'labyrinths and jokes' was originally released on lp in 1998 in a small
edition of only 500 copies. six tracks of diverse and creative noise
from six completely bizarre bands. 1. nautical almanac's anti-system -
started in 1994 as a party killing trash-noise rock band, the nautical
almanac has since developed into a two piece of incredibly talented
machine builders. 2. isis and werewolves - this is punk prog at it's
sloppiest and goofiest. the drummer and guitarist were such lazy
burnout's that the keyboardist left town to create a heavy metal
monster called andrew w.k. the drummer and tape manipulator aaron
dilloway would go on to form the band wolf eyes, while the guitarist
steve kenney moved to new orleans to play in the hard rock outfit metal
wolf. 3. ron of japan - this duo of 15 year old female misfits have
since gone into retirement. but what they innocently recorded in their
bedroom in 1995 ended up being some heavily influential music. 4.
andrew wilkes- krier - before he was known as andrew w.k., andrew was
going under his full name and playing a wide variety of insane noise.
the track here is a dark cloud of droning violins and ghost like
screeches and moans. 5. the mini-systems - the most unhealthy band of
all time. the mini-systems was nate young's project prior to his
forming of wolf eyes. his partner was one anthony miller, a musical
genius who now goes by the name of maximum cloud. at one time they were
the kings of circut-bent junk noise, though drugs and love would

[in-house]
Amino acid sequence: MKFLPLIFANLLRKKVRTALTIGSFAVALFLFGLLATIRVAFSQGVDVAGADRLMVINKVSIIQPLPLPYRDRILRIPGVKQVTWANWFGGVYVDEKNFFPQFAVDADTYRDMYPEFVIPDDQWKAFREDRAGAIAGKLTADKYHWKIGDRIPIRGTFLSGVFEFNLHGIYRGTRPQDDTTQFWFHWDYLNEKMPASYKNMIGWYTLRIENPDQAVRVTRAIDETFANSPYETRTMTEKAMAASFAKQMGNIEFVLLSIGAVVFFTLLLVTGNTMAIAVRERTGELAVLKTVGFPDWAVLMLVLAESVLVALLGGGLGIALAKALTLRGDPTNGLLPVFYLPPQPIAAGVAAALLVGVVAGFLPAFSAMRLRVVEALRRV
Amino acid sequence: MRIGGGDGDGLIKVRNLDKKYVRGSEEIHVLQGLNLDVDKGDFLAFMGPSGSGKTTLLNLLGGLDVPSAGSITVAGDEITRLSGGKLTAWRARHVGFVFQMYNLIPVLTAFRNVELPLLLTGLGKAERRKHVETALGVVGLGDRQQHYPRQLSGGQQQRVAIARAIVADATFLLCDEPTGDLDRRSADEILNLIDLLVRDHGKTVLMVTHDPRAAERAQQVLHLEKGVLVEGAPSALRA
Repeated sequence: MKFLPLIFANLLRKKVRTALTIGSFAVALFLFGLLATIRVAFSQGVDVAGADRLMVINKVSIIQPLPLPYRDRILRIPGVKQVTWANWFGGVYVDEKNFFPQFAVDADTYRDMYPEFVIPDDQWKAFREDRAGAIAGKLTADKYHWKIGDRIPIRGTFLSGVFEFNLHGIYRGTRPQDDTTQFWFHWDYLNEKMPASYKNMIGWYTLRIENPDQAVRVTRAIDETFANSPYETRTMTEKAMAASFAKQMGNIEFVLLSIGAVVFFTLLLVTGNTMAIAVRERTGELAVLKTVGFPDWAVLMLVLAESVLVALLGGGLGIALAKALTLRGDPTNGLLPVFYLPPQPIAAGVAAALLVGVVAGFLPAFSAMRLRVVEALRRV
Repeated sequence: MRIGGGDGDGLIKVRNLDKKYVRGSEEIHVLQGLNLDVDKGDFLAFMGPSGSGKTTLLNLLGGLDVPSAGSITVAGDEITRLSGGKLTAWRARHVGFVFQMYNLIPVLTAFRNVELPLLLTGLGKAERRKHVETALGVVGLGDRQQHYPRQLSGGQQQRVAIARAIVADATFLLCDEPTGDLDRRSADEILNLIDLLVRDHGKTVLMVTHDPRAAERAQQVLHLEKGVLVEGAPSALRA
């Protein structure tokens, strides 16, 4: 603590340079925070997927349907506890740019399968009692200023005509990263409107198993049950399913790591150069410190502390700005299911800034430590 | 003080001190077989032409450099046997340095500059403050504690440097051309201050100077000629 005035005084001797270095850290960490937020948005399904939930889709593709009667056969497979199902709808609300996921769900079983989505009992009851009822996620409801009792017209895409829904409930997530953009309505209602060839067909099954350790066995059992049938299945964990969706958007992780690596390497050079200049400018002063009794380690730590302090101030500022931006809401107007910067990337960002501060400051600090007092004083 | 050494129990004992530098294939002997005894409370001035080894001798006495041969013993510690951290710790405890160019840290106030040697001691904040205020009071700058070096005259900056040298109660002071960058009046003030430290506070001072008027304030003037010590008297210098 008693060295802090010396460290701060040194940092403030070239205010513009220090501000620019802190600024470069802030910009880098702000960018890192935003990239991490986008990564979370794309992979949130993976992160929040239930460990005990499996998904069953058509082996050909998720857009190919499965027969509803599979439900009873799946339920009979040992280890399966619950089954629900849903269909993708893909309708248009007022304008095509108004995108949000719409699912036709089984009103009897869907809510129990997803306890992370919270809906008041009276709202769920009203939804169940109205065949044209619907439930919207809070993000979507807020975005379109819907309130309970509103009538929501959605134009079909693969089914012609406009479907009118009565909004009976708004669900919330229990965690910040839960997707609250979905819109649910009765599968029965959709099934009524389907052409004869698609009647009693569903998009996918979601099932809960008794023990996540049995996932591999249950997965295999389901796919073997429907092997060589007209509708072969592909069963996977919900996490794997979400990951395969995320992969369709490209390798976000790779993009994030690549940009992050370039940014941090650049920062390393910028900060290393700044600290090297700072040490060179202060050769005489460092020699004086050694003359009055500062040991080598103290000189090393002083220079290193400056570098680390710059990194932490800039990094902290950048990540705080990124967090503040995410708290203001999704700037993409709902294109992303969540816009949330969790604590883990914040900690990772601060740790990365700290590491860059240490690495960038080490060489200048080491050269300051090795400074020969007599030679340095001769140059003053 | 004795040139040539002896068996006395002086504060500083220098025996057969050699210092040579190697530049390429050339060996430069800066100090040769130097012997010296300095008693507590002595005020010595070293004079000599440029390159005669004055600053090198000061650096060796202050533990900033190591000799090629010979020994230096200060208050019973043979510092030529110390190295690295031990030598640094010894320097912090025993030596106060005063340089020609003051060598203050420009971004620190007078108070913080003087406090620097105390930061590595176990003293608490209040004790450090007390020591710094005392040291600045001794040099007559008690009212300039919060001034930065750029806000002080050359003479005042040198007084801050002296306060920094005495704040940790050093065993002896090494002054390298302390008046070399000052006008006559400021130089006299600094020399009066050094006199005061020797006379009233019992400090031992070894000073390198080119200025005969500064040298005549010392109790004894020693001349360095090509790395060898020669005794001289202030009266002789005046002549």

eventually get in the way, leaving the two no choice but to disband. 6.
the beast people - the ugliest, sickest growlers ever! though he won't
admit it to your face, the beast people was a performance art group led
by aaron dilloway of wolf eyes. occasional contributors to the project
included james harper of nautical almanac, andrew w.k., detroit noise
dj andy roach, and nate young. completely psychedelic cave noise.
cut-up growls and screams, recorded completely in the red. fucking
sick! as crude as it gets! on hanson

Sunday, March 05, 2006

and the oscar goes to...

Yay! Philip Seymour Hoffman! I heart Seymour (I prefer to call him "Seymour.)

The Oscars were pretty rad this year: John Stewart, Robert Altman (Lily Tomlin and Meryl Streep were hilarious introducers), all the nominated movies were, I thought, fairly stellar. And, again, PSH won! And he thanked his mom in such a charming way....Plus, he played Capote. So cool.

non-oedipal genealogies/music vs poetry

Quickly, since I have waaay too much shit to do to justify blog-posting-- I think musicians could teach (young) poets a lot about incorporating, moving past, learning from their "elders." I am sick of the "kill yr idols" model of innovation. Even though punk coined the term (kill yr idols), in practice, they've really moved away from that reductive phrase; they aren't half so antagonistic about it as young poets seem to be. (The "we vs them" mentality of the poetry world is very simplistic, and I don't know that all the work justifies the arrogance.) From what I've experienced in seeing/hearing people working together on projects across the lame "age-divide," and in conversations about it with musician friends, they have a much healthier and more open sense of what it means to be in relation to their influences -- for example, Nate Young from Wolf Eyes, pictured here with Anthony Braxton. Which reminds me of the funny interview I did with Nate, John, and Aaron; I should *really* fucking publish that one day.

Cross-generational collaboration anyone?